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Editor in Chief Nancy Shute reflects on finding common ground with science and policy.
Bogs and other peatlands around the world store outsized amounts of carbon. Climate change and agriculture are putting them at risk.
Scientists search new mothers’ minds for clues to postpartum depression.
Very young babies who have strokes in the language centers of their brain can recover normal language function — in the other side of their brain.
Only small numbers of Bornean orangutans will survive coming decades, researchers say.
The search is on for a rare nuclear decay that could prove neutrinos are their own antiparticles and shed light on the universe’s antimatter mystery.
Ancient humans’ close relatives also created rock art and shell ornaments, studies assert.
Americans would probably take the discovery of extraterrestrial microbes pretty well.
Prevailing winds can send northern fur seal pups on an epic journey.
A study of smog in the Los Angeles valley finds that paints, fragrances and other everyday items are a growing component of the problem.
Termite-hunting ants have their own version of combat medicine for injured nest mates.
Inhibiting an enzyme involved in the production of Alzheimer’s protein globs also made old globs, or plaques, disappear in mouse brains.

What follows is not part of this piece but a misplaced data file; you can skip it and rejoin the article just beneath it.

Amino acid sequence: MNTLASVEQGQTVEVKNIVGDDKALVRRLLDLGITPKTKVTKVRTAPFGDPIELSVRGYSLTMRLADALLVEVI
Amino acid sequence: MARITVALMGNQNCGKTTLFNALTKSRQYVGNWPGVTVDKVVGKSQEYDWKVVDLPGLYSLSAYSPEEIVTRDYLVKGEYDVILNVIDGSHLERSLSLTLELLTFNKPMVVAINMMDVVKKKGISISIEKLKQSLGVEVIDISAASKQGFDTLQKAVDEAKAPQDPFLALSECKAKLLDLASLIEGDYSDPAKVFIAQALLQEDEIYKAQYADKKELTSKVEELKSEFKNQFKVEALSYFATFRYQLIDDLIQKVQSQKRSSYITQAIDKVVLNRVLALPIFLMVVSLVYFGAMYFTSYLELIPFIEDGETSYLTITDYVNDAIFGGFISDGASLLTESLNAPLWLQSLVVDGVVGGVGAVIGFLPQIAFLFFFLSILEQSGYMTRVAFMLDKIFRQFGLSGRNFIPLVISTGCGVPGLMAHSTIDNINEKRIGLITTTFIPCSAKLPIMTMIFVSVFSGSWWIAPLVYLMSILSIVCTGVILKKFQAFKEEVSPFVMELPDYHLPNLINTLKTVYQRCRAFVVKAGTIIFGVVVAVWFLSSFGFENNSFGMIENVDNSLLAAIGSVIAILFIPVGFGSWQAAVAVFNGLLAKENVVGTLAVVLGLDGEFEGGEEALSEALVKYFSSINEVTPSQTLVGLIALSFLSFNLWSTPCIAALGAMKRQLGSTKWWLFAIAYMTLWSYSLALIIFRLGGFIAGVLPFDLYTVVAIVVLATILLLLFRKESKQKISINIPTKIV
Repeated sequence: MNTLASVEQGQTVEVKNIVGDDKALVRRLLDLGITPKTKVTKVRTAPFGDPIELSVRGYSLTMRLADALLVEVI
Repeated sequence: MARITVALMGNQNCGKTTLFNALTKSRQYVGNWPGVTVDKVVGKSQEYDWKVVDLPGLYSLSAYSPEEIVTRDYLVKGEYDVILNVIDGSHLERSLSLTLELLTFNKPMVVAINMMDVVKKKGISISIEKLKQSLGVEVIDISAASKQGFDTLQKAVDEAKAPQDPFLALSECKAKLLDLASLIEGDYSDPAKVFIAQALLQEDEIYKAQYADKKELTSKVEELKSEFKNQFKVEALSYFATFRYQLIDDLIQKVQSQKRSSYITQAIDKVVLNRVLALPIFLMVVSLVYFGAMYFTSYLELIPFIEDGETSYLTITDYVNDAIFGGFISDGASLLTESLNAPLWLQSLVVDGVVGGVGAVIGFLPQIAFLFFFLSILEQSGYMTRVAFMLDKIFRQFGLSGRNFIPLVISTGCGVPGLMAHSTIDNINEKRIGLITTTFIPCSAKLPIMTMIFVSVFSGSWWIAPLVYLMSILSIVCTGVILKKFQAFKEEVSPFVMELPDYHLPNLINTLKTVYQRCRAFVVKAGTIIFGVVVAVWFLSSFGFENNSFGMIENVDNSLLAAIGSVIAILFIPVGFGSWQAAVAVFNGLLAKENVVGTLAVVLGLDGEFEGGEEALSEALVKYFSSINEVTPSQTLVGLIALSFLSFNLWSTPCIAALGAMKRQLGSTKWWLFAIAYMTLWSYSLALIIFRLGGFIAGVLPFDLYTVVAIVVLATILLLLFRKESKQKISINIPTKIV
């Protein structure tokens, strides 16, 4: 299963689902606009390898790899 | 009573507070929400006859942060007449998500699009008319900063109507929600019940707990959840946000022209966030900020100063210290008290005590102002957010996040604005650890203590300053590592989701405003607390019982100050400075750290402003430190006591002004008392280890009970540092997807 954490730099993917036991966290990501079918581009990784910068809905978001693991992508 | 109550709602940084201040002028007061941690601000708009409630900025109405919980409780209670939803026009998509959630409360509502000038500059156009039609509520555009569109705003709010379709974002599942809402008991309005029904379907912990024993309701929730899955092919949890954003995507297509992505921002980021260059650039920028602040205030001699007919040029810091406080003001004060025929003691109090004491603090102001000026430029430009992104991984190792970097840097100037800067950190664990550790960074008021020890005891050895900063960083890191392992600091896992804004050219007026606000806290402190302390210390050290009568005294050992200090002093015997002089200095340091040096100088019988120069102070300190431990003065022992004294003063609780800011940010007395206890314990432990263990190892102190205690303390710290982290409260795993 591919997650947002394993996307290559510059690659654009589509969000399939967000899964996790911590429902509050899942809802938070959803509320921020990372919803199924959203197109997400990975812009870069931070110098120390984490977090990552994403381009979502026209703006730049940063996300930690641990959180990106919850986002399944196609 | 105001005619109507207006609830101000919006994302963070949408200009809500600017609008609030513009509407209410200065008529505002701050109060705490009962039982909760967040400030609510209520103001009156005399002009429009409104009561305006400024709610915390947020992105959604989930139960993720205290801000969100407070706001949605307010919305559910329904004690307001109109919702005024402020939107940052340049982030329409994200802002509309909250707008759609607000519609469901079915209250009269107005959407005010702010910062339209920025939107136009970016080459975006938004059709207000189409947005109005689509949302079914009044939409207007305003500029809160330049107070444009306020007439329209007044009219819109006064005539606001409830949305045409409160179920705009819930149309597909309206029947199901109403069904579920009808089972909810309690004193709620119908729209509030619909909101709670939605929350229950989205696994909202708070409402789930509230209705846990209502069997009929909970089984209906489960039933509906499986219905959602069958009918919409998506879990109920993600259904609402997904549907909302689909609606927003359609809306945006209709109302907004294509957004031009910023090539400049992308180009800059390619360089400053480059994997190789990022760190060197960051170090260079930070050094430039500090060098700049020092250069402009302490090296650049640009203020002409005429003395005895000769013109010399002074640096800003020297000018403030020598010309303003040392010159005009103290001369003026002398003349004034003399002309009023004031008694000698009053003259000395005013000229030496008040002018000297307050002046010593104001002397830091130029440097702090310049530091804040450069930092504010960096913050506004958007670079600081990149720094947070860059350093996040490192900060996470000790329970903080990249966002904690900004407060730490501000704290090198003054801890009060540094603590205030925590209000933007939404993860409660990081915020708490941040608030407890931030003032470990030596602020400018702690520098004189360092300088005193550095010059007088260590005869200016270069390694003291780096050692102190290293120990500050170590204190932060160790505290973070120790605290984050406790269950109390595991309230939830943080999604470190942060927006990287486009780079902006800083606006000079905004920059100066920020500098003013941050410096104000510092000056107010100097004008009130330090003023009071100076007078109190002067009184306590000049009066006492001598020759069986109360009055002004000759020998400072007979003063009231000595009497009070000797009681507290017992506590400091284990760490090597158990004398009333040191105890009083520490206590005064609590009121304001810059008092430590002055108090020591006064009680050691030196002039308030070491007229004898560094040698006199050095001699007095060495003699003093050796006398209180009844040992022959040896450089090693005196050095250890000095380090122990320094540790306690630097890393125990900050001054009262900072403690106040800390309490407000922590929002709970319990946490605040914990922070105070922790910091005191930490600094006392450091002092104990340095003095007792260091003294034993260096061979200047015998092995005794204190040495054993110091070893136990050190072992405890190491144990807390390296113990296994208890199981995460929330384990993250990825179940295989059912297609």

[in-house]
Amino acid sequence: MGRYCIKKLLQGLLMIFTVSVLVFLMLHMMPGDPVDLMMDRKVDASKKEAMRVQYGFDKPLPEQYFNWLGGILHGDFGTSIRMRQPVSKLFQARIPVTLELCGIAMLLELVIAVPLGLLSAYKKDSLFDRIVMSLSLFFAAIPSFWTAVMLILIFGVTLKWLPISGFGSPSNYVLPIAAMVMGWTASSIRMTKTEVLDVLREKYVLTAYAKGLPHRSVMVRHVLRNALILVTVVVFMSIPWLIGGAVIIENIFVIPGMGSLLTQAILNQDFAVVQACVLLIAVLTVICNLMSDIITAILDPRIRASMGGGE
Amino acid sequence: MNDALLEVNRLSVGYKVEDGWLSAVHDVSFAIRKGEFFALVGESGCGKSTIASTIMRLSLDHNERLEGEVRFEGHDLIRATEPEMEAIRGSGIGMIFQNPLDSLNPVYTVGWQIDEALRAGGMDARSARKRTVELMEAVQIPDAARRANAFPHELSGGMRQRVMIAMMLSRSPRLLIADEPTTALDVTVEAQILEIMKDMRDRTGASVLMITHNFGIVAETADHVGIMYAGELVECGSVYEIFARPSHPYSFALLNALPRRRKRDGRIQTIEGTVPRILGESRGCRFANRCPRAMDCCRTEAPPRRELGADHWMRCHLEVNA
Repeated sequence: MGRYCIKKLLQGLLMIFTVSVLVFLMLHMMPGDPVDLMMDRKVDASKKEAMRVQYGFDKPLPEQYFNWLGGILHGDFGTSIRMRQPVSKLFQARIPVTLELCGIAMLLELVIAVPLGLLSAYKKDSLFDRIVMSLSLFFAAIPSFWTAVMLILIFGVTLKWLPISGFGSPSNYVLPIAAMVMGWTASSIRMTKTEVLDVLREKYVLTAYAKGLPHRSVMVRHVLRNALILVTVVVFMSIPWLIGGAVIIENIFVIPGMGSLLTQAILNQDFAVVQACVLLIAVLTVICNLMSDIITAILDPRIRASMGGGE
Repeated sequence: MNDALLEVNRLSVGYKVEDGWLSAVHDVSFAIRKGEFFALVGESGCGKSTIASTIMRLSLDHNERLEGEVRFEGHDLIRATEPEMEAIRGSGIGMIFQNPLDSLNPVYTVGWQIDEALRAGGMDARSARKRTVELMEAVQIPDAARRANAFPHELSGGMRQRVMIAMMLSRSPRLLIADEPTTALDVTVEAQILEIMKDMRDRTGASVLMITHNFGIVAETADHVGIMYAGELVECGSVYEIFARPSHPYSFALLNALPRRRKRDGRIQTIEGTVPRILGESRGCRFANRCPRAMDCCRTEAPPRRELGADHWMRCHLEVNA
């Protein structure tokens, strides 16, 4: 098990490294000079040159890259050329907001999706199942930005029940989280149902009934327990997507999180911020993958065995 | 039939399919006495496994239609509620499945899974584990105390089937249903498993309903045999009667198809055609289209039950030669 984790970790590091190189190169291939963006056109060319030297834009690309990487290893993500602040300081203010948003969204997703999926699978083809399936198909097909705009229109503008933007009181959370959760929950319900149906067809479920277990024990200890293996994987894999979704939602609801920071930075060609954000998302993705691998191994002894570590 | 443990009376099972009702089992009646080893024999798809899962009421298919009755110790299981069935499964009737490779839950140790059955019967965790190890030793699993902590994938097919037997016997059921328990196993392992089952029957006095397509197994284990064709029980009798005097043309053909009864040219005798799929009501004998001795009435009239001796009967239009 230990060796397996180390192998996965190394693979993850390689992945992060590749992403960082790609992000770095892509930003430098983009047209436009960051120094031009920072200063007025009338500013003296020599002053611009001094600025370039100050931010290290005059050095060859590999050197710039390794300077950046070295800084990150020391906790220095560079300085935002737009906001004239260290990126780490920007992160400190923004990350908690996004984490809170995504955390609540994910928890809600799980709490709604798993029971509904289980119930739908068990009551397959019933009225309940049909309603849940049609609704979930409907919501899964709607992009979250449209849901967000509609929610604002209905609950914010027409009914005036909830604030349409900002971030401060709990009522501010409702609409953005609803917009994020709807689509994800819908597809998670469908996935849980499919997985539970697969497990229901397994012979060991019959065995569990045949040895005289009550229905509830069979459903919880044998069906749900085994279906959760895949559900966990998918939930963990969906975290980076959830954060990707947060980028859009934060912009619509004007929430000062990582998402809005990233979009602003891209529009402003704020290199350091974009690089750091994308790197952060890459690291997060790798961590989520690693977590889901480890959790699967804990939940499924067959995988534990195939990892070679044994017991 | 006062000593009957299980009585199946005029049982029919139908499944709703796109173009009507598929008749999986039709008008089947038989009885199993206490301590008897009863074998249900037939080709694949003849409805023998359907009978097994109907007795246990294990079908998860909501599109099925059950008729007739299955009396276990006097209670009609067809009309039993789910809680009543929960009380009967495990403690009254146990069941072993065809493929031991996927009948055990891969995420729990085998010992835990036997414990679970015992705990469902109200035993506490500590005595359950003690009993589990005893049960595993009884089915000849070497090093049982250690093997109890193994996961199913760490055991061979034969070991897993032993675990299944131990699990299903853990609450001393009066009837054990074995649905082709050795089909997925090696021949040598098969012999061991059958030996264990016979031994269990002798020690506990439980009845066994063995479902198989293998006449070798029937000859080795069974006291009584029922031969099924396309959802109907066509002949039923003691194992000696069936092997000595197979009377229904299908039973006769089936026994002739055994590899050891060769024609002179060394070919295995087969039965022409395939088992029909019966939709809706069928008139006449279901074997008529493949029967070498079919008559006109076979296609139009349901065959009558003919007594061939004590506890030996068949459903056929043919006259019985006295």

Scientists performed the first quantum algorithms in silicon, and probed quantum bits with light.
In mice, fructose gets processed in the small intestine before getting to the liver.
These strange walking fish might teach us about the evolutionary origins of our own ability to walk.
A newly crafted artificial eye could help researchers study treatments for dry eye disease and other ailments.
Scientists say carbon and nitrogen isotopes found in penguin tissues can indicate shifts in the Antarctic environment.
A popular tale about rabbit domestication turns out to be fiction.
Oregon woman has the first ever eye infection with the cattle eyeworm Thelazia gulosa.
Astronomy artists face new challenges in translating James Webb’s invisible data into visuals.
Thousands of pulsars have been discovered since the announcement of their detection 50 years ago.
Human activities are driving phosphorus levels in the world’s lakes and other freshwater bodies to a critical point.
Reviews & Previews
Hosted by Will Smith, ‘One Strange Rock’ embraces Earth’s weirdness and explores the planet’s natural history.
The Biological Mind rejects the idea of the brain as the lone organ that makes us who we are. Our body and environment also factor in, Alan Jasanoff says.
Letters to the Editor
Readers had questions about the physical trace of memory, magnetic monopoles, blowflies and more.
Industrial fishing now occurs across 55 percent of the world’s ocean area while only 34 percent of Earth’s land area is used for agriculture or grazing.